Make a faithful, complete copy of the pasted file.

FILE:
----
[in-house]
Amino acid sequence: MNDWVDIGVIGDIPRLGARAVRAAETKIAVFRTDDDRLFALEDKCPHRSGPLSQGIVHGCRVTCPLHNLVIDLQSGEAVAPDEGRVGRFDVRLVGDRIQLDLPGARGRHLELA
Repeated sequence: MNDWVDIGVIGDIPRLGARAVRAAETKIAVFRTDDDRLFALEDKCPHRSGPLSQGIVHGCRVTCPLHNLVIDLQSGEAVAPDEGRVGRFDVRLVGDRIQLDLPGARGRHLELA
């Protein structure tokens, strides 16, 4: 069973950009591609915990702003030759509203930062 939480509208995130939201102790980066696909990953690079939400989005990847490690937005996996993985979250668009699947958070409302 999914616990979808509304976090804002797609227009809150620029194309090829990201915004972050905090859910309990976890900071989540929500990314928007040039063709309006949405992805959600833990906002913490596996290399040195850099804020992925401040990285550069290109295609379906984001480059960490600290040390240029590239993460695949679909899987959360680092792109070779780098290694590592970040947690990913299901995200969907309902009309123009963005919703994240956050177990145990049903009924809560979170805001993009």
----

[in-house]
Amino acid sequence: MNDWVDIGVIGDIPRLGARAVRAAETKIAVFRTDDDRLFALEDKCPHRSGPLSQGIVHGCRVTCPLHNLVIDLQSGEAVAPDEGRVGRFDVRLVGDRIQLDLPGARGRHLELA
Repeated sequence: MNDWVDIGVIGDIPRLGARAVRAAETKIAVFRTDDDRLFALEDKCPHRSGPLSQGIVHGCRVTCPLHNLVIDLQSGEAVAPDEGRVGRFDVRLVGDRIQLDLPGARGRHLELA
């Protein structure tokens, strides 16, 4: 069973950009591609915990702003030759509203930062 939480509208995130939201102790980066696909990953690079939400989005990847490690937005996996993985979250668009699947958070409302 999914616990979808509304976090804002797609227009809150620029194309090829990201915004972050905090859910309990976890900071989540929500990314928007040039063709309006949405992805959600833990906002913490596996290399040195850099804020992925401040990285550069290109295609379906984001480059960490600290040390240029590239993460695949679909899987959360680092792109070779780098290694590592970040947690990913299901995200969907309902009309123009963005919703994240956050177990145990049903009924809560979170805001993009």